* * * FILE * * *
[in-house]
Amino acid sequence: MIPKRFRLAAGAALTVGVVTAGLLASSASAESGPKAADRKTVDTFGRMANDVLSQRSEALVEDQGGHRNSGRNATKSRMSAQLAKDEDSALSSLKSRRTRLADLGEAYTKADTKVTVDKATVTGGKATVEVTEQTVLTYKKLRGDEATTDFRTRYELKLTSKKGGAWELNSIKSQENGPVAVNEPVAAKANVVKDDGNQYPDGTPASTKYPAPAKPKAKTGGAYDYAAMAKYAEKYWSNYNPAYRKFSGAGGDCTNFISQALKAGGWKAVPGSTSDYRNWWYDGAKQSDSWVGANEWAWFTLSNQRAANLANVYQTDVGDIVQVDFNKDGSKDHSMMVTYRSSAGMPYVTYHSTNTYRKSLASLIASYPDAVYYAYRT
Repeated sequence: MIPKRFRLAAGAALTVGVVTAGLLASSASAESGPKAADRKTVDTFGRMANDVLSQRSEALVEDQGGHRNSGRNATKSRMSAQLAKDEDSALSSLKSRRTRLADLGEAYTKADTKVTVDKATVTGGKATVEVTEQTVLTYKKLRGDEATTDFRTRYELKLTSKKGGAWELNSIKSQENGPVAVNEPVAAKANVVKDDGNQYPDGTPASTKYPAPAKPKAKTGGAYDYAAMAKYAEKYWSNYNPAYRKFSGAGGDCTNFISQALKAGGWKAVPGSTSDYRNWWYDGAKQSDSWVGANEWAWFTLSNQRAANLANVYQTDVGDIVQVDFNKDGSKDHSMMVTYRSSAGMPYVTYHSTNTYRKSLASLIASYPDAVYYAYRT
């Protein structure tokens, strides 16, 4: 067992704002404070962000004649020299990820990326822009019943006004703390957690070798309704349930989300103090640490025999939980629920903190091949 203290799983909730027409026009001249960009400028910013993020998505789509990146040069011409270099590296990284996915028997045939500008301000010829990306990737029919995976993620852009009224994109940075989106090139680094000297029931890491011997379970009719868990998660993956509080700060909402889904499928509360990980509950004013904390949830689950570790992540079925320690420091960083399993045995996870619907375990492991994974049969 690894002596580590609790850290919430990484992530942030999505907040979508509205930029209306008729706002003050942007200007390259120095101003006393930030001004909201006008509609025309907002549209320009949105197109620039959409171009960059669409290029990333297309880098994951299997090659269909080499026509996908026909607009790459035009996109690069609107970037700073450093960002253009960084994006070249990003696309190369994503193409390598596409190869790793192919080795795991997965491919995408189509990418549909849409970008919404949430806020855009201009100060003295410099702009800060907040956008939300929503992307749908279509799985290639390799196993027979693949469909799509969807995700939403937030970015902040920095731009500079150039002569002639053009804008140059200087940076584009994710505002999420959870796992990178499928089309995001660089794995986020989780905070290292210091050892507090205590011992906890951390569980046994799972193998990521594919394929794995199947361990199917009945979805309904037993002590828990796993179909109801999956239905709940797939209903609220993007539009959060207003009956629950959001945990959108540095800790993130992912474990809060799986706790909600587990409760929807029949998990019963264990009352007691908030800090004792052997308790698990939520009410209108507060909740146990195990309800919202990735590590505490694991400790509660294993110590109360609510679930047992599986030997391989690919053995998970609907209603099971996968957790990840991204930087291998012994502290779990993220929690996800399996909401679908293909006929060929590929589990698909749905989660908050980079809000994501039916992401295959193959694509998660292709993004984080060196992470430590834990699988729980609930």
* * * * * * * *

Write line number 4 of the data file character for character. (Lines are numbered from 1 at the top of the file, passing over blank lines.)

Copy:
């Protein structure tokens, strides 16, 4: 067992704002404070962000004649020299990820990326822009019943006004703390957690070798309704349930989300103090640490025999939980629920903190091949 203290799983909730027409026009001249960009400028910013993020998505789509990146040069011409270099590296990284996915028997045939500008301000010829990306990737029919995976993620852009009224994109940075989106090139680094000297029931890491011997379970009719868990998660993956509080700060909402889904499928509360990980509950004013904390949830689950570790992540079925320690420091960083399993045995996870619907375990492991994974049969 690894002596580590609790850290919430990484992530942030999505907040979508509205930029209306008729706002003050942007200007390259120095101003006393930030001004909201006008509609025309907002549209320009949105197109620039959409171009960059669409290029990333297309880098994951299997090659269909080499026509996908026909607009790459035009996109690069609107970037700073450093960002253009960084994006070249990003696309190369994503193409390598596409190869790793192919080795795991997965491919995408189509990418549909849409970008919404949430806020855009201009100060003295410099702009800060907040956008939300929503992307749908279509799985290639390799196993027979693949469909799509969807995700939403937030970015902040920095731009500079150039002569002639053009804008140059200087940076584009994710505002999420959870796992990178499928089309995001660089794995986020989780905070290292210091050892507090205590011992906890951390569980046994799972193998990521594919394929794995199947361990199917009945979805309904037993002590828990796993179909109801999956239905709940797939209903609220993007539009959060207003009956629950959001945990959108540095800790993130992912474990809060799986706790909600587990409760929807029949998990019963264990009352007691908030800090004792052997308790698990939520009410209108507060909740146990195990309800919202990735590590505490694991400790509660294993110590109360609510679930047992599986030997391989690919053995998970609907209603099971996968957790990840991204930087291998012994502290779990993220929690996800399996909401679908293909006929060929590929589990698909749905989660908050980079809000994501039916992401295959193959694509998660292709993004984080060196992470430590834990699988729980609930």